By Ross Markman
A home delivery supplier of more than 300 frozen food, snack and dessert products is moving its Hi-Line distribution warehouse 20 miles up U.S. Highway 2.
Havre Mayor Bob Rice has been working since January to entice Schwan's Corp. to move from its current digs in Chinook to the Havre area. The Minnesota-based corporation, Rice said, will build a new warehouse on a parcel behind the U.S. Department of Agriculture building west of Havre.
Officials with Schwan's could not be reached for comment today.
The one-plus-acre tract is owned by Patrick Construction of Havre and is outside the city limits, but within Hill County. The land deal, Rice estimated in April, was for about $25,000.
Tom Patrick, owner of Patrick Construction, said today that he hadn't heard from Schwan's for several months and wasn't aware that a deal was finalized.
"We haven't heard another word from them. I don't even know what the deal is," he said.
Rice, though, said it's a done deal.
"This just helps the economy and brings another business to Havre," Rice said today. "It kind of generates an interest in Havre from other communities, I think."
At least one nearby community isn't too happy with the move Chinook.
"We would really like to keep Schwan's here," said Freda Bryson, Chinook City Council president. "We feel that we did an awful lot to invite Schwan's as a community to our area. Now they've decided to leave."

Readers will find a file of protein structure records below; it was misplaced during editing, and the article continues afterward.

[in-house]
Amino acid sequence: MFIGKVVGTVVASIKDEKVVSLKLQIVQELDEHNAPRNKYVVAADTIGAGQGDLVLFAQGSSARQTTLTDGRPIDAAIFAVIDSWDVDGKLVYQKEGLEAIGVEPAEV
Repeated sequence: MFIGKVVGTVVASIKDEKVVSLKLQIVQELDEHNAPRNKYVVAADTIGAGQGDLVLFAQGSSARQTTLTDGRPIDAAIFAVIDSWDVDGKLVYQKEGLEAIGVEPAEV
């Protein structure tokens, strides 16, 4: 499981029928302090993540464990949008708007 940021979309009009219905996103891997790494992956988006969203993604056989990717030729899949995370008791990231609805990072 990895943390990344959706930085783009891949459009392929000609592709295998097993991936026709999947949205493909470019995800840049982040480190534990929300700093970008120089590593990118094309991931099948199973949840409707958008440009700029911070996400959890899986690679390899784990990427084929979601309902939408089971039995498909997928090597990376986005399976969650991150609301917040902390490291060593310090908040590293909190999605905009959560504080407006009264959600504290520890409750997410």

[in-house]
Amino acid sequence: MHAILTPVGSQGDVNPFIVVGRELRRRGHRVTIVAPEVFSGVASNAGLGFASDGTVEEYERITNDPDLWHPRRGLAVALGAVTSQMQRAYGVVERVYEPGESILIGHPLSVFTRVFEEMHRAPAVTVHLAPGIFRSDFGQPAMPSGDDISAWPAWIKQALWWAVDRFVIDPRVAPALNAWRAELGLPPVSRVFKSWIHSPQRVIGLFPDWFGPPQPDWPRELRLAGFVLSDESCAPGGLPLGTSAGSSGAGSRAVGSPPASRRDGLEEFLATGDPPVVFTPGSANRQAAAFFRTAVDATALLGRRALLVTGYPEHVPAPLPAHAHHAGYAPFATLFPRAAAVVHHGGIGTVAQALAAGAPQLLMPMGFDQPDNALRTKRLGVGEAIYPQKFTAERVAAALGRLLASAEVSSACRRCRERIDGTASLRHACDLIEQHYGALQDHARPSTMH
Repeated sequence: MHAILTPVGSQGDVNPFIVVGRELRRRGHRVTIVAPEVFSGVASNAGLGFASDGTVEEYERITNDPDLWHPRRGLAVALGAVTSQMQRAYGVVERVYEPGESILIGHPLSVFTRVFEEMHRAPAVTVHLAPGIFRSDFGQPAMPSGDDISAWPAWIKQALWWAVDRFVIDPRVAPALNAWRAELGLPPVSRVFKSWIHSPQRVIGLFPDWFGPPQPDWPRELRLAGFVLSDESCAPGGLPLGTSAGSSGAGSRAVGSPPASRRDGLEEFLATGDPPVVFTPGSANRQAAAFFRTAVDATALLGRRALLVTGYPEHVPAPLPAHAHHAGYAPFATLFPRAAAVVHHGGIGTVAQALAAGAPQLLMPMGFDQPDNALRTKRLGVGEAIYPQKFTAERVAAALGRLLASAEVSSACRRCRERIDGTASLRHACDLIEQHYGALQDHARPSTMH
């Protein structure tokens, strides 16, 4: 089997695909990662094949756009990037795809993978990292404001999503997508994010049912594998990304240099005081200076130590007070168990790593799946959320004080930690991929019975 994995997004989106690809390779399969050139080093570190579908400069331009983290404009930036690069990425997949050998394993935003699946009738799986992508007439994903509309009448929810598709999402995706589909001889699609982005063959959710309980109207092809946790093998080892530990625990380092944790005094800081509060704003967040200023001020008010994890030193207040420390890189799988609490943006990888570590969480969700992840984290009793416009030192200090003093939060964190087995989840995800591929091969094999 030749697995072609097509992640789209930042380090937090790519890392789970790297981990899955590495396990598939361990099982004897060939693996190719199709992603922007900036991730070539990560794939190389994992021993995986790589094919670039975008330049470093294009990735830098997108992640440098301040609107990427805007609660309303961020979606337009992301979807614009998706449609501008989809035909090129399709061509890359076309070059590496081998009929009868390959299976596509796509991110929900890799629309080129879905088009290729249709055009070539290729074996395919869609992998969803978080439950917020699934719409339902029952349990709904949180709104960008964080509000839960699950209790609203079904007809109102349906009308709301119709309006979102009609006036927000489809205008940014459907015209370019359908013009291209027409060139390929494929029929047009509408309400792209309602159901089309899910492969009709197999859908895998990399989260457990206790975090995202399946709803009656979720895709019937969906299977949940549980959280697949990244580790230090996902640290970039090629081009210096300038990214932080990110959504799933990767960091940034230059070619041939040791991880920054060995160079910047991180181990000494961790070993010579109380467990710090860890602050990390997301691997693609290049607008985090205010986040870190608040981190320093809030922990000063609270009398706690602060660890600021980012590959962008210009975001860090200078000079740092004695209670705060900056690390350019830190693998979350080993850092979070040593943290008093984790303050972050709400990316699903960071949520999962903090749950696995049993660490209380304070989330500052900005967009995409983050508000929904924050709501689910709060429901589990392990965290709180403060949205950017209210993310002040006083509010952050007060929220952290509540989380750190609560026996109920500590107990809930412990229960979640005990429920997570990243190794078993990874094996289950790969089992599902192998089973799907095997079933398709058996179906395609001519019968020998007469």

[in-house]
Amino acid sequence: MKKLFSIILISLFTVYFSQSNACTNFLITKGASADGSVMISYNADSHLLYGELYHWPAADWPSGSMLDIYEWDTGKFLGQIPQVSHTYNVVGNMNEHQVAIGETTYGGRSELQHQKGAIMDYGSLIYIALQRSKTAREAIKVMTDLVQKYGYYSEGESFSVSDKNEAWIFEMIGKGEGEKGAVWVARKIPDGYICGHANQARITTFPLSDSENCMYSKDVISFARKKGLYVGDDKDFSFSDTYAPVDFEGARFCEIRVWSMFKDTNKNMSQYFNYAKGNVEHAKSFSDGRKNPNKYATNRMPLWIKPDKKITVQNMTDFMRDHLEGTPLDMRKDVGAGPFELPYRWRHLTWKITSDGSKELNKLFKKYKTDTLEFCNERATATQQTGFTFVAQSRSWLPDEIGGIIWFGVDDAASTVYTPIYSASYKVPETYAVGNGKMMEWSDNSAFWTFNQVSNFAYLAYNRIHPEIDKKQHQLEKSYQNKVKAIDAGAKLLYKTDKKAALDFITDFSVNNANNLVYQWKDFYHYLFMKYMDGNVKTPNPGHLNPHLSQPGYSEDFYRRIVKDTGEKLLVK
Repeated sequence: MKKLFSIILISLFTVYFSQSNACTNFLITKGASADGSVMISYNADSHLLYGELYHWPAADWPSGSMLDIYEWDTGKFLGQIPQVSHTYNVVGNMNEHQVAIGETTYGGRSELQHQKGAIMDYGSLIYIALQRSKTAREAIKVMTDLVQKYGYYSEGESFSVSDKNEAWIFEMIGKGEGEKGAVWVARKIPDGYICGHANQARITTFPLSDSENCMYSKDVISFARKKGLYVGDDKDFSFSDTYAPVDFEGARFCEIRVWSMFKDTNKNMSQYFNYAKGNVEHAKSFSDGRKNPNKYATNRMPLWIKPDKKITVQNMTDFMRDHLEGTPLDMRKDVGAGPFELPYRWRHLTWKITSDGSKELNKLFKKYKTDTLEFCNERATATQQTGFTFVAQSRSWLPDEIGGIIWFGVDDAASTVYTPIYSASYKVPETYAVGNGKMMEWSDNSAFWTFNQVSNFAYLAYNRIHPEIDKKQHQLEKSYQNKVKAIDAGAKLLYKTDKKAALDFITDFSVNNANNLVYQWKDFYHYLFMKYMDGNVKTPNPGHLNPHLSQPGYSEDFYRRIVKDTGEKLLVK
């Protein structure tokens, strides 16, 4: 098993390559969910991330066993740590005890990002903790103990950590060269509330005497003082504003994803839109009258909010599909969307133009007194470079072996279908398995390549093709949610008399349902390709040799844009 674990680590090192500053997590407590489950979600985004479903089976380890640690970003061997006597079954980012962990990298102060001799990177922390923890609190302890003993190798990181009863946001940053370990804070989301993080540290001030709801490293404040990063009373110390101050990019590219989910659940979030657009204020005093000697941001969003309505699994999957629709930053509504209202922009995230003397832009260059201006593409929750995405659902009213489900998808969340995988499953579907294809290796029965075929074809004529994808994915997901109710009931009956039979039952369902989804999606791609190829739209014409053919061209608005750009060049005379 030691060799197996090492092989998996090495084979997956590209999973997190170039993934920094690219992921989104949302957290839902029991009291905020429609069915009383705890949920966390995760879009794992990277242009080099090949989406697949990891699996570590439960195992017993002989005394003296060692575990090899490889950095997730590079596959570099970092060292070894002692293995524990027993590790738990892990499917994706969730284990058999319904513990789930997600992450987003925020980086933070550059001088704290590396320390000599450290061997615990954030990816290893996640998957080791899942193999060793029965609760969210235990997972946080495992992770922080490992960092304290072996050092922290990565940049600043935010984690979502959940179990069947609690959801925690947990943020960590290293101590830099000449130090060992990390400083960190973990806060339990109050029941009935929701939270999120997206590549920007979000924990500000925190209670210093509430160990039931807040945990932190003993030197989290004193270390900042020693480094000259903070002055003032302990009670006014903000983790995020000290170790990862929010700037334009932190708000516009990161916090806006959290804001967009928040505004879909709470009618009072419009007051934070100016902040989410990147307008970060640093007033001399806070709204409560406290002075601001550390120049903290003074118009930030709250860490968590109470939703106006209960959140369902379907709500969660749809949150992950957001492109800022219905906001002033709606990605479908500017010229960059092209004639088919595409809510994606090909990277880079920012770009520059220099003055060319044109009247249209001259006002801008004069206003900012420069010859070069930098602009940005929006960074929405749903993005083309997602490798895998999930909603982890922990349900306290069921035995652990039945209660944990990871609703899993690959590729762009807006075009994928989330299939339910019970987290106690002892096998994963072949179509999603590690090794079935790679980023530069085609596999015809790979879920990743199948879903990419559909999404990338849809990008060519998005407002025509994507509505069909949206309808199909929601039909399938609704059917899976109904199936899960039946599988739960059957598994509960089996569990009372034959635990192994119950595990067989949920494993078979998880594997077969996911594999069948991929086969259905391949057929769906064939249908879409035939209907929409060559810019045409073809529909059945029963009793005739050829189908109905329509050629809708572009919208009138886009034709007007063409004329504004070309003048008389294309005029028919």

In April, Chinook Mayor Bill Oehmcke refused to discuss the details, but said the town was negotiating to keep the distribution center within its boundaries.
"We have no understanding of why they're leaving. I'm very disappointed," Bryson said. "I do believe the city of Chinook has bent over backwards to help them."
In efforts to convince Schwan's to move to Havre, Rice said in April that he had discussed a tax reduction with the company's representatives. With the reduction, Schwan's would have been minimally taxed during its first year of operation, gradually seeing that figure increase until its fifth year.
Schwan's, Rice said today, didn't ask for the tax break. It is, however, receiving a $1,500 gift from the city, as Monday night the City Council approved waiving the distribution center's water and sewer impact fees.
"We felt that $1,500 was not too much to waive to get any new business to come to Havre," council president Rick Pierson said. "I guess it's a good gesture toward Schwan's moving here."
The move could mean a shot in the arm to the county tax base, Yvette LaValley, property evaluation specialist for the state Department of Revenue, said in April. It all depends on how big the facility is, she said.
The personal property tax rate for Hill County is 3 percent for 2002; for real estate, it's 3.46 percent, LaValley said. It's likely, she added, that those figures could change in 2003.
"I really don't know what it all entails and what's it going to bring," Pierson said. "But any business that comes to Havre is a good thing for Havre."